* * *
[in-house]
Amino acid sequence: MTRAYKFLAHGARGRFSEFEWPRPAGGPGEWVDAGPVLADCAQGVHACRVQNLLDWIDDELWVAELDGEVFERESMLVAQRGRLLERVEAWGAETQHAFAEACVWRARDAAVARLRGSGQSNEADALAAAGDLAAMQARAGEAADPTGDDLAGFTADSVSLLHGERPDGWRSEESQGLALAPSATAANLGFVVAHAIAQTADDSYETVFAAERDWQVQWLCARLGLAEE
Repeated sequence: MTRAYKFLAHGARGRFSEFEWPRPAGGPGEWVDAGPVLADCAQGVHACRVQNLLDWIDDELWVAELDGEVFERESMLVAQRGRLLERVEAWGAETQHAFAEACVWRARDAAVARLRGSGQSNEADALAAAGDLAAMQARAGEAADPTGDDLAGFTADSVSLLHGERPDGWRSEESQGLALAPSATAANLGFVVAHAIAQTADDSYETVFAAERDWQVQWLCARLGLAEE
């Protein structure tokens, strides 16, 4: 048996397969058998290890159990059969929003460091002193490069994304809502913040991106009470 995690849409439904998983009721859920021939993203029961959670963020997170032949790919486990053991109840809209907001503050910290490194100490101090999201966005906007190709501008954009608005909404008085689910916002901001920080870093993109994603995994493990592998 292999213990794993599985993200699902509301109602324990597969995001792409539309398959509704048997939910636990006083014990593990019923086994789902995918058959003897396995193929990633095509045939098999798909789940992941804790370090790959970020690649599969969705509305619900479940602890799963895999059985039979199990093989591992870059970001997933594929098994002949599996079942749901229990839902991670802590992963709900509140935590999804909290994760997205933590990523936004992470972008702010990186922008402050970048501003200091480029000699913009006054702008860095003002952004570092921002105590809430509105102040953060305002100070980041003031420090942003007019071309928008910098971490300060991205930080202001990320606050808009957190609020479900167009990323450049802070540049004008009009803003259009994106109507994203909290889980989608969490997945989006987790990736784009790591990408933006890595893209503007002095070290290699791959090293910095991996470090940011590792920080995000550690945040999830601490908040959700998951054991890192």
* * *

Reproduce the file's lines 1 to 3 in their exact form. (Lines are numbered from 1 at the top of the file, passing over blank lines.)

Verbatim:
[in-house]
Amino acid sequence: MTRAYKFLAHGARGRFSEFEWPRPAGGPGEWVDAGPVLADCAQGVHACRVQNLLDWIDDELWVAELDGEVFERESMLVAQRGRLLERVEAWGAETQHAFAEACVWRARDAAVARLRGSGQSNEADALAAAGDLAAMQARAGEAADPTGDDLAGFTADSVSLLHGERPDGWRSEESQGLALAPSATAANLGFVVAHAIAQTADDSYETVFAAERDWQVQWLCARLGLAEE
Repeated sequence: MTRAYKFLAHGARGRFSEFEWPRPAGGPGEWVDAGPVLADCAQGVHACRVQNLLDWIDDELWVAELDGEVFERESMLVAQRGRLLERVEAWGAETQHAFAEACVWRARDAAVARLRGSGQSNEADALAAAGDLAAMQARAGEAADPTGDDLAGFTADSVSLLHGERPDGWRSEESQGLALAPSATAANLGFVVAHAIAQTADDSYETVFAAERDWQVQWLCARLGLAEE